STEP teaches recycling

Live music, free clothes and kettle corn abounded on Old Campus Sunday afternoon as the Student Taskforce for Environmental Partnership (STEP) held an event meant to teach Yalies ecologically sustainable lives.

Over 100 students, alumni and members of the New Haven community attended Greenfest, which educated them about various recycling methods through a series of interactive activities. Greenfest featured a hydration station — which chills and filters water from a hose, removing the need for wasteful plastic bottles — an educational recycling quiz and a raffle to win either a self-filtering water bottle or gift cards to Blue State Coffee or Ashley’s Ice Cream. Students said they came for the free food and clothes, but left with a better knowledge of what can be recycled on campus.

Justin Scott GRD ’13, campus outreach coordinator for Yale’s Office of Sustainability, said the event was primarily about raising visibility for STEP.

“A lot of what we do is behind the scenes in each of the colleges, so it’s important that people see some of the things we’re up to,” he said. “As long as people stop by, exchange some clothing and learn something about sustainability, it’s a successful event.”

Greenfest began in 2008 as a joint project of STEP and the Yale Student Environment Coalition, but last year STEP took on the full responsibility for the event. Because STEP is run through the Office of Sustainability, the Office funded Greenfest and provided informational posters about sustainability to display on Old Campus.

In addition to the recycling quiz, Sunday’s event included a test attendees could take to gauge their knowledge about sustainability as a way to engage attendees with the learning experience.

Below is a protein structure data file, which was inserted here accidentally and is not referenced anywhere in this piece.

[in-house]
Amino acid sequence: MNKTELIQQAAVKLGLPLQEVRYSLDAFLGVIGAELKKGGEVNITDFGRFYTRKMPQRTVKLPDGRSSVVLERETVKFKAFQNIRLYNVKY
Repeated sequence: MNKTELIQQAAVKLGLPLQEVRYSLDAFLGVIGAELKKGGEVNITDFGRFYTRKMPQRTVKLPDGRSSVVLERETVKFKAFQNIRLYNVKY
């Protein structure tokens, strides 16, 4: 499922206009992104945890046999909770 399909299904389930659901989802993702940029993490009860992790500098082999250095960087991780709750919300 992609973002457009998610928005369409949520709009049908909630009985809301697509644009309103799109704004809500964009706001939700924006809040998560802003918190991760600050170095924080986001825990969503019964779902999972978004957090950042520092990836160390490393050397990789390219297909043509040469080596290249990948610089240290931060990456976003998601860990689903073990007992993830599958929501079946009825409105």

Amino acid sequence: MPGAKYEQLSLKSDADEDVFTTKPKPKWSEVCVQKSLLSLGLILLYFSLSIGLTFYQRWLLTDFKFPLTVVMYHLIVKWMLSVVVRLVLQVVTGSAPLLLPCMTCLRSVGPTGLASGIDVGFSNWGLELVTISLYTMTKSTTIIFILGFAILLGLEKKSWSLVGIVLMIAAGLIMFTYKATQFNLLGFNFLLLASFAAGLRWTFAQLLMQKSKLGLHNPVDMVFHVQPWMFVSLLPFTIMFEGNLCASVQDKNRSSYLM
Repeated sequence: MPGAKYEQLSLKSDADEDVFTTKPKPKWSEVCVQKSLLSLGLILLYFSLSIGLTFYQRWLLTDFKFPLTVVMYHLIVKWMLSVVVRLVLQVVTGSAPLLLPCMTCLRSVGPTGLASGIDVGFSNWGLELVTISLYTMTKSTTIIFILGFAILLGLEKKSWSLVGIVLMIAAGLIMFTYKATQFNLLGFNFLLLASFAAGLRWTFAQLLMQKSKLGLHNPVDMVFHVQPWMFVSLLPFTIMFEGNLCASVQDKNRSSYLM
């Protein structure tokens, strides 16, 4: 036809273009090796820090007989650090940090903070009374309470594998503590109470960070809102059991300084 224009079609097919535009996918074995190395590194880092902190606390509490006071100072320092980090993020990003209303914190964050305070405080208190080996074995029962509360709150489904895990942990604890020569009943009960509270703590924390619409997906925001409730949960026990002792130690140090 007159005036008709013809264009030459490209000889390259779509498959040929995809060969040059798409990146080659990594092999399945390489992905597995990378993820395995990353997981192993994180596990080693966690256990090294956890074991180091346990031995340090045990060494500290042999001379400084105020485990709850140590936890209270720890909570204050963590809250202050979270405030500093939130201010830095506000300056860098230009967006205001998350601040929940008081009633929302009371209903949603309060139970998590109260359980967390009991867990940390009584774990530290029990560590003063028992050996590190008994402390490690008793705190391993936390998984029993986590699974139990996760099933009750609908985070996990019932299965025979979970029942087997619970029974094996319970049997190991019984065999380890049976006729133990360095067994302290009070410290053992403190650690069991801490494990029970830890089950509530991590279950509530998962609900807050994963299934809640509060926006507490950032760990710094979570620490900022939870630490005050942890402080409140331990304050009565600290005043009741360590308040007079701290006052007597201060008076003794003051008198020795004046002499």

“We want people to learn that sustainability can be a fun and exciting thing,” STEP co-coordinator Erica Rothman ’12 said.

After taking the recycling quiz, during which STEP leaders asked participants about the reusability of various objects, Margot Mellette ’14 said she learned that it is possible to recycle more items than she previously realized, like solo cups.

Lauren Phillips ’12, this year’s Greenfest organizer, said this was the first year Greenfest featured Eli Exchange, the STEP-run clothing donation program. Eli Exchange, which has been popular among students, collects gently used clothing, items and accessories from bins in residential college laundry rooms and allows Yalies to take these items for free. Leftovers are donated to Clothes Without Borders, a nonprofit thrift shop on Grand Avenue.

Phillips said STEP decided to include Eli Exchange in this year’s event after observing its popularity. Greenfest attendees could choose from items ranging from t-shirts to transparent aqua shorts, which Phillips said are “great for Halloween costumes.”

By the end of the event, at least 108 students had signed up for the raffle. Phillips said she was amazed at the turnout.

Other STEP leaders agreed that the event was successful in drawing students to an important cause despite their busy schedules.

“I think sustainability is really important, but it’s easily pushed aside, especially as a student living in a dorm,” said Justine Kolata ’12, leader of special projects for STEP and the coordinator of last year’s Greenfest. “I thought it would be a good way to remind people about the environment without being preachy.”

STEP will host a sustainable tailgate during the Yale-Brown football game on Nov. 5.

Comments

  • theantiantiyale

    I think the YDN missed the part about how this cost Yale over $300 to pay STEP to host this event. Each STEP coordinator was paid over $13.00 an hour to answer some questions and eat kettle corn. But I guess this is pretty small peanuts in comparison to the weekly $400 Yale dishes out to STEP coordinators per weekly meeting. Good job raising visibility for STEP, but with the kind of money they get, I’m sure they could have been even more visible.